HS2 Company Criticised For Council NDAs
HS2 Company Criticised For Council NDAs
The company behind the new HS2 rail link is requiring local authorities to sign gagging orders keeping residents in the dark regarding the high-speed rail line’s construction, a new review has found.
During a review of England’s planning system, the Town and Country Planning Association (TCPA) found that 26 local authorities had signed non-disclosure agreements (NDAs) with HS2 Ltd at the early planning stage.
Amongst these authorities are Warwickshire, Staffordshire and North Yorkshire county councils. A Freedom of Information Act last year revealed that 28 NDAs were in force in total, 27 of which became effective after 2013 and have no end date.
Former Labour planning minister Nick Raynsford, who headed the report, has criticised the “widespread use of confidentiality agreements by the HS2 company,” blaming the practice for building a “corrosive sense on the part of the public, that planning is no longer protecting their interests.”
An anonymous council leader questioned by the TCPA in the report meanwhile states that the gagging orders are “not in the public interest,” despite “the commercial benefits of such agreements.”
The review panel acknowledges that the NDAs “may serve a legitimate purpose in the eyes of those charged with the delivery of the project,” but counters that they have “created real anger among local politicians and even more resentment from affected communities.”
HS2 Ltd however has defended the decision, with a spokesman asserting: “Non-disclosure agreements help to avoid placing homes and businesses in unnecessary blight, protect commercially sensitive information, and help protect the personal information of those potentially affected.”
HS2 construction reportedly ‘several billon pounds’ over budget
First proposed in 2009, the HS2 network is aimed to facilitate faster travel between London and Manchester and Leeds, with trains reaching speeds of 250mph. However, construction of the network has been complicated and is now expected to be delayed by over a year due to budgeting concerns.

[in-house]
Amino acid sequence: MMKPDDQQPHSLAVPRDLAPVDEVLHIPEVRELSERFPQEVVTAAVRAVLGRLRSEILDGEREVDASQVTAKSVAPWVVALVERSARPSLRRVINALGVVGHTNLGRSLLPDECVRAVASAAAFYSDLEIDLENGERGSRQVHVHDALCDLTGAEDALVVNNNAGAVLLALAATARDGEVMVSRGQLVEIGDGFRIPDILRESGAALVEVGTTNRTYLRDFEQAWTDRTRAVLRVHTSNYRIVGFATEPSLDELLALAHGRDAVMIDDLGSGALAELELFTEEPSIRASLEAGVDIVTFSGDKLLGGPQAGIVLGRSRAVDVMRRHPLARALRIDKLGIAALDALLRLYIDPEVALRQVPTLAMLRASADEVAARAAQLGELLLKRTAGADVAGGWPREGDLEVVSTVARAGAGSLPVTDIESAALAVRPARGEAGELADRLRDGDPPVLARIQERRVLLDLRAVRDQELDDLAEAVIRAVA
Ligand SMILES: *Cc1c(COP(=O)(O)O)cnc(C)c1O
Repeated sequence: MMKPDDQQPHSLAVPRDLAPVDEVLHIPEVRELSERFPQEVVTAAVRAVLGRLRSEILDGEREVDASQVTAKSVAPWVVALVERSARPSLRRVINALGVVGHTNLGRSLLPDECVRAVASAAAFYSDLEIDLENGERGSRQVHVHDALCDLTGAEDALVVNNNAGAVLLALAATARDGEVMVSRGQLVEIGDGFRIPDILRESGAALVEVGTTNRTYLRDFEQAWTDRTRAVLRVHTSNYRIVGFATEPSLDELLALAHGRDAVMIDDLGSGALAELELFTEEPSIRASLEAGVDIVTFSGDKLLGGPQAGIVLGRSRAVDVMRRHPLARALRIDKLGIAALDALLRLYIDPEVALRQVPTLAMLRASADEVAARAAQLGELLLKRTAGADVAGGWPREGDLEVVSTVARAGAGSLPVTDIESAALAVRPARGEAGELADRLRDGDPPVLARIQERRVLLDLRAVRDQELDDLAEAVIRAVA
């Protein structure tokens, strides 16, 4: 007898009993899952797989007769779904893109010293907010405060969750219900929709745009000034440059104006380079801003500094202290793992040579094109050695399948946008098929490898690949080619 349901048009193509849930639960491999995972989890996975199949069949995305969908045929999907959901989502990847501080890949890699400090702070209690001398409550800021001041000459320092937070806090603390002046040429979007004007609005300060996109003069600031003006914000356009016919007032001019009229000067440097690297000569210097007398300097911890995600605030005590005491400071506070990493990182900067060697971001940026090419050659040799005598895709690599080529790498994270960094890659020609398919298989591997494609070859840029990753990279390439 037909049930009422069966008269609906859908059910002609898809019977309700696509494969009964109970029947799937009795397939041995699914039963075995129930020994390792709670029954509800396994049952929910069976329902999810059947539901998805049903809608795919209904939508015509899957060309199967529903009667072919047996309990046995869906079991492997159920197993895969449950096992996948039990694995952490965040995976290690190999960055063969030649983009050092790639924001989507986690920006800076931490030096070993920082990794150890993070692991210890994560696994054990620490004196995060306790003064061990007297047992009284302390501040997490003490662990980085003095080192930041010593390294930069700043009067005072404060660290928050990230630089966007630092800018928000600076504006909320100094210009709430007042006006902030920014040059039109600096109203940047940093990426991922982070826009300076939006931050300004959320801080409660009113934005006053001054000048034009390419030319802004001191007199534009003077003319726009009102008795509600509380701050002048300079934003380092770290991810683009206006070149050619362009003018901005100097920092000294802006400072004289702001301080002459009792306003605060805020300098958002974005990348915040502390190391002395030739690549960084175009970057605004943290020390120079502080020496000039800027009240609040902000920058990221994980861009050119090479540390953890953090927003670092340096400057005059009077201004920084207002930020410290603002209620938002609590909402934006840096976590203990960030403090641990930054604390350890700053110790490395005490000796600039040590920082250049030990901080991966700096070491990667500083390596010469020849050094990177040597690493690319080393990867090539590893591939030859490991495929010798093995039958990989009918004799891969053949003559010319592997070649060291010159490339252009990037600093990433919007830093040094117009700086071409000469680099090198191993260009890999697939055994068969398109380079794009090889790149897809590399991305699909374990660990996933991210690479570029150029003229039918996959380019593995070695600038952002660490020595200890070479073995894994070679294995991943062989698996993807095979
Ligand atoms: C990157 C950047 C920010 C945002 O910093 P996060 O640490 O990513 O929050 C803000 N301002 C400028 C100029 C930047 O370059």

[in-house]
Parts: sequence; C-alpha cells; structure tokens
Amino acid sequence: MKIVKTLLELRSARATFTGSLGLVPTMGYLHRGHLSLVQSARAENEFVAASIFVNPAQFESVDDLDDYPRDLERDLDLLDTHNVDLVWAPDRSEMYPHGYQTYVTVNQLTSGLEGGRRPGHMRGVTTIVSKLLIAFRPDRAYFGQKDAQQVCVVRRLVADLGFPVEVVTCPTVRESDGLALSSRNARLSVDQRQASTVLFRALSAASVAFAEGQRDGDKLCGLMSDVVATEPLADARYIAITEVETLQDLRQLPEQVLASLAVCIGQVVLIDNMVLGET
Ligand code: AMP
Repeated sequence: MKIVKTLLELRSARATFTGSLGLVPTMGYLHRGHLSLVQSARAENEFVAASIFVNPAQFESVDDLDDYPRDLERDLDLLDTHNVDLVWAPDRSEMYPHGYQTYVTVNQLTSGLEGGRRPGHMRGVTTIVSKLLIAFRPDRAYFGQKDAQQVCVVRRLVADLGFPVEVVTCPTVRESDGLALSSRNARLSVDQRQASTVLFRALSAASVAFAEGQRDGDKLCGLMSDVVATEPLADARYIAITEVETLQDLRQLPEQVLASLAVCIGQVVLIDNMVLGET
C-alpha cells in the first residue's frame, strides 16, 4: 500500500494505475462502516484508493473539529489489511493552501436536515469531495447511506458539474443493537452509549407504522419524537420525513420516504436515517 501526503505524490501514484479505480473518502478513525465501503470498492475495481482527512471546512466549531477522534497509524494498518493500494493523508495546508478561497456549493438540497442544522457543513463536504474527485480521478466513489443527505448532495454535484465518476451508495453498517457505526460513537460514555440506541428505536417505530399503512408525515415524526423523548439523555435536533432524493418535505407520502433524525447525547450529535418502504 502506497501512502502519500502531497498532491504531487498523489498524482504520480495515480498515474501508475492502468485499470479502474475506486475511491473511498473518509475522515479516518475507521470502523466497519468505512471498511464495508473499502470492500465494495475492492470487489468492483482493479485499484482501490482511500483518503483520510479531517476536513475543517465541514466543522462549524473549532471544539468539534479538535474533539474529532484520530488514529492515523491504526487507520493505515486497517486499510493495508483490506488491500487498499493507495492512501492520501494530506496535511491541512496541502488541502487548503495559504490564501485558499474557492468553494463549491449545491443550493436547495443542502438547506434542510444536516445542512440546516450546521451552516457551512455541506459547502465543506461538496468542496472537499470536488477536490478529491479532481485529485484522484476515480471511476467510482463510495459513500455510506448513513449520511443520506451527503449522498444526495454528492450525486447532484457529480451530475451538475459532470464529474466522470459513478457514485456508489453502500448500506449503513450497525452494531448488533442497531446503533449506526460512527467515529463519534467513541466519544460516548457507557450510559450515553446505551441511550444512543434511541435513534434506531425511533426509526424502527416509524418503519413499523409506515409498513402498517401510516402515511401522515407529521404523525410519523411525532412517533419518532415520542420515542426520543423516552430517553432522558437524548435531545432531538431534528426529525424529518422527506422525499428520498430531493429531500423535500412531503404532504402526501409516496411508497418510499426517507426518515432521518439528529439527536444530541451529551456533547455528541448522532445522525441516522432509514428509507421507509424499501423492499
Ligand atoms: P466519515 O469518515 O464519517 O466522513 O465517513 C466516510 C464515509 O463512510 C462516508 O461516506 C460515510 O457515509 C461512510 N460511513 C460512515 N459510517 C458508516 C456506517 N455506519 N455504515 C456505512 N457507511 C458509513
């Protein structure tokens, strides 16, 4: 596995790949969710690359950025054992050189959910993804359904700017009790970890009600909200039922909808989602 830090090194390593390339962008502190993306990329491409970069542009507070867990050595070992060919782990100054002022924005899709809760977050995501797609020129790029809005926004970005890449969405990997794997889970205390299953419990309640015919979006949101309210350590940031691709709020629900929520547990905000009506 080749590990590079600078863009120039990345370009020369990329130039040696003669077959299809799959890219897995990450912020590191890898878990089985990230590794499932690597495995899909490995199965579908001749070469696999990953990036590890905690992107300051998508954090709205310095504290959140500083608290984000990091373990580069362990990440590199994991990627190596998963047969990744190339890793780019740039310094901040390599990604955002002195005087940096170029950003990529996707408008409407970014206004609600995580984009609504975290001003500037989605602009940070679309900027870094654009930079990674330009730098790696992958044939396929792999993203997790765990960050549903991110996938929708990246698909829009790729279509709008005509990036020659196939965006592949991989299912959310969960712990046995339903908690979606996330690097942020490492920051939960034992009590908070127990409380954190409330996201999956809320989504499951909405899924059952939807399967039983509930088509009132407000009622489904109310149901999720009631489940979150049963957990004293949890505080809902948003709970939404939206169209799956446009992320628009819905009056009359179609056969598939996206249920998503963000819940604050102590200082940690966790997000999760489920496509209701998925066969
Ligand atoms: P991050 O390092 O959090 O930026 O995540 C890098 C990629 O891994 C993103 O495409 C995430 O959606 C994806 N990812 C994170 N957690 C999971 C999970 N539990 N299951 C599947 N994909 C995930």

Costs for the “mains works civil contracts” covering the route from London to Birmingham and including bridges, tunnels and embankments are reportedly “several billion pounds” over the official budget of £6.6bn.
Ministers have refused to approve any extra funding for the network however, with HS2 Ltd instead negotiating with contractors in order to reduce costs. Responding to the reports, a spokesperson for the Department for Transport acknowledged that the railway construction was inevitably complicated as the “country’s biggest and most demanding infrastructure project.”
A spokesperson for HS2 Ltd. meanwhile affirmed that the group is “working closely with [its] supply chain to keep the project on track.”
A report on the project by the Infrastructure and Projects Authority however warned last year that the expected deadline of 2026 “is driving an unacceptable programme schedule and is compromising the accuracy and quality of the programme’s outputs.”
Former exec says HS2 undervalued land purchase costs
The reported under-budgeting of the project is blamed by former HS2 executive Doug Thornton on a deliberate undervaluing of land purchase costs for the project in estimates given to MPs. In a BBC Panorama investigation, Thornton accused the company of deliberately undervaluing land and homes needed for the line in order to cut costs and not budgeting at all for thousands of other necessary properties.
The former executive says the resulting budget was “enormously wrong,” with “a gap of almost 100% in terms of the numbers, wrong numbers of properties that the organisation had not budgeted for.”
HS2 have denied the claims, with the government still expecting the project to be delivered for £56bn.
After investigating the project’s land and property programme in 2018, the National Audit Office concluded that estimated property costs were significantly too low aftermarket fluctuations, but concluded that HS2 was not obliged to provide updated estimates to MPs.
Contact our HS2 compensation claims experts today
If your home or business is in the proposed pathway of HS2, or is likely to be adversely affected by the construction of this controversial rail route, we can help. Speak to our HS2 compensation solicitors on 03456 381381. Alternatively, email us firstname.lastname@example.org.